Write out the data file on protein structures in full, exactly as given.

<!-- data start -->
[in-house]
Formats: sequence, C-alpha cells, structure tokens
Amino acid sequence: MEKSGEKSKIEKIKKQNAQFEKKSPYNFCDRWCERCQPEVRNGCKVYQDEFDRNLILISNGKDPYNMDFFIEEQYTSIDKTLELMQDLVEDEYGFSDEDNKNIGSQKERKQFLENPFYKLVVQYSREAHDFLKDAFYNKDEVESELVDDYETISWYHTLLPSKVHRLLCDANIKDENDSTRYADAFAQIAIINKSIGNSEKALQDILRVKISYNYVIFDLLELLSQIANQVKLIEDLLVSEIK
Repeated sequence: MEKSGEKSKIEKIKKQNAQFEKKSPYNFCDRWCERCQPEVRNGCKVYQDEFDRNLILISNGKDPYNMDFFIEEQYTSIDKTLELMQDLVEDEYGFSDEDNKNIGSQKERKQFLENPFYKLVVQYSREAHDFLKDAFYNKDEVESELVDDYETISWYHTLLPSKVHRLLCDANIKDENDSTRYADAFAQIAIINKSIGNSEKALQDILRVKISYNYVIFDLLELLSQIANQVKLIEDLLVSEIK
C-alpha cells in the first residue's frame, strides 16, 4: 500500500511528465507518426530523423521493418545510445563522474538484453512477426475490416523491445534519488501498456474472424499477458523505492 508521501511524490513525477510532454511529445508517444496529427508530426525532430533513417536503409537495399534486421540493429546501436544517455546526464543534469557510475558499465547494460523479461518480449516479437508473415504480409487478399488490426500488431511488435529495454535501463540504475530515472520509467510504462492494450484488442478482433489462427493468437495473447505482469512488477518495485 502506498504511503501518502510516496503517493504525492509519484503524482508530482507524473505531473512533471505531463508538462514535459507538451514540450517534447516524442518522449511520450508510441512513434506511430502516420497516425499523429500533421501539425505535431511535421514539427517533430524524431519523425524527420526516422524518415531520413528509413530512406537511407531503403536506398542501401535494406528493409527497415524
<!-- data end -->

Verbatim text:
[in-house]
Formats: sequence, C-alpha cells, structure tokens
Amino acid sequence: MEKSGEKSKIEKIKKQNAQFEKKSPYNFCDRWCERCQPEVRNGCKVYQDEFDRNLILISNGKDPYNMDFFIEEQYTSIDKTLELMQDLVEDEYGFSDEDNKNIGSQKERKQFLENPFYKLVVQYSREAHDFLKDAFYNKDEVESELVDDYETISWYHTLLPSKVHRLLCDANIKDENDSTRYADAFAQIAIINKSIGNSEKALQDILRVKISYNYVIFDLLELLSQIANQVKLIEDLLVSEIK
Repeated sequence: MEKSGEKSKIEKIKKQNAQFEKKSPYNFCDRWCERCQPEVRNGCKVYQDEFDRNLILISNGKDPYNMDFFIEEQYTSIDKTLELMQDLVEDEYGFSDEDNKNIGSQKERKQFLENPFYKLVVQYSREAHDFLKDAFYNKDEVESELVDDYETISWYHTLLPSKVHRLLCDANIKDENDSTRYADAFAQIAIINKSIGNSEKALQDILRVKISYNYVIFDLLELLSQIANQVKLIEDLLVSEIK
C-alpha cells in the first residue's frame, strides 16, 4: 500500500511528465507518426530523423521493418545510445563522474538484453512477426475490416523491445534519488501498456474472424499477458523505492 508521501511524490513525477510532454511529445508517444496529427508530426525532430533513417536503409537495399534486421540493429546501436544517455546526464543534469557510475558499465547494460523479461518480449516479437508473415504480409487478399488490426500488431511488435529495454535501463540504475530515472520509467510504462492494450484488442478482433489462427493468437495473447505482469512488477518495485 502506498504511503501518502510516496503517493504525492509519484503524482508530482507524473505531473512533471505531463508538462514535459507538451514540450517534447516524442518522449511520450508510441512513434506511430502516420497516425499523429500533421501539425505535431511535421514539427517533430524524431519523425524527420526516422524518415531520413528509413530512406537511407531503403536506398542501401535494406528493409527497415524